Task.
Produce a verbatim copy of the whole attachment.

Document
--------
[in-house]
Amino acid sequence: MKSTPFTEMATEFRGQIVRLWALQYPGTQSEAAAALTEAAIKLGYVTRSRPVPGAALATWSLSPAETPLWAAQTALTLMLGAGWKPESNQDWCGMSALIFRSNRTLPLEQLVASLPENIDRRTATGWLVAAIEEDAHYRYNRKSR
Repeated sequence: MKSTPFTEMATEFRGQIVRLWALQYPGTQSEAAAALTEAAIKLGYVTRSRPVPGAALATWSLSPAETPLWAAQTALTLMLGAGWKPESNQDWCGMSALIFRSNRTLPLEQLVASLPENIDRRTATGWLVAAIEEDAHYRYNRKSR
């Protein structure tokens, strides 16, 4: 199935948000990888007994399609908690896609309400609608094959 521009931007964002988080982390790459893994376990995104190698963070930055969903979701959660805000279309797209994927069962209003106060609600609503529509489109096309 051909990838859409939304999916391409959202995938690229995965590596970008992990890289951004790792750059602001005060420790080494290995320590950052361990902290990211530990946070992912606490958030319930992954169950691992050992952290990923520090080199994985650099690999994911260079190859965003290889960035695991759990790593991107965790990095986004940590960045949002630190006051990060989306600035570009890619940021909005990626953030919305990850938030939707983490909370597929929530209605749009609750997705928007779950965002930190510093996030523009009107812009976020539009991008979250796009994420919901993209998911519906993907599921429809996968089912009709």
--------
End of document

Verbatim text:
[in-house]
Amino acid sequence: MKSTPFTEMATEFRGQIVRLWALQYPGTQSEAAAALTEAAIKLGYVTRSRPVPGAALATWSLSPAETPLWAAQTALTLMLGAGWKPESNQDWCGMSALIFRSNRTLPLEQLVASLPENIDRRTATGWLVAAIEEDAHYRYNRKSR
Repeated sequence: MKSTPFTEMATEFRGQIVRLWALQYPGTQSEAAAALTEAAIKLGYVTRSRPVPGAALATWSLSPAETPLWAAQTALTLMLGAGWKPESNQDWCGMSALIFRSNRTLPLEQLVASLPENIDRRTATGWLVAAIEEDAHYRYNRKSR
């Protein structure tokens, strides 16, 4: 199935948000990888007994399609908690896609309400609608094959 521009931007964002988080982390790459893994376990995104190698963070930055969903979701959660805000279309797209994927069962209003106060609600609503529509489109096309 051909990838859409939304999916391409959202995938690229995965590596970008992990890289951004790792750059602001005060420790080494290995320590950052361990902290990211530990946070992912606490958030319930992954169950691992050992952290990923520090080199994985650099690999994911260079190859965003290889960035695991759990790593991107965790990095986004940590960045949002630190006051990060989306600035570009890619940021909005990626953030919305990850938030939707983490909370597929929530209605749009609750997705928007779950965002930190510093996030523009009107812009976020539009991008979250796009994420919901993209998911519906993907599921429809996968089912009709």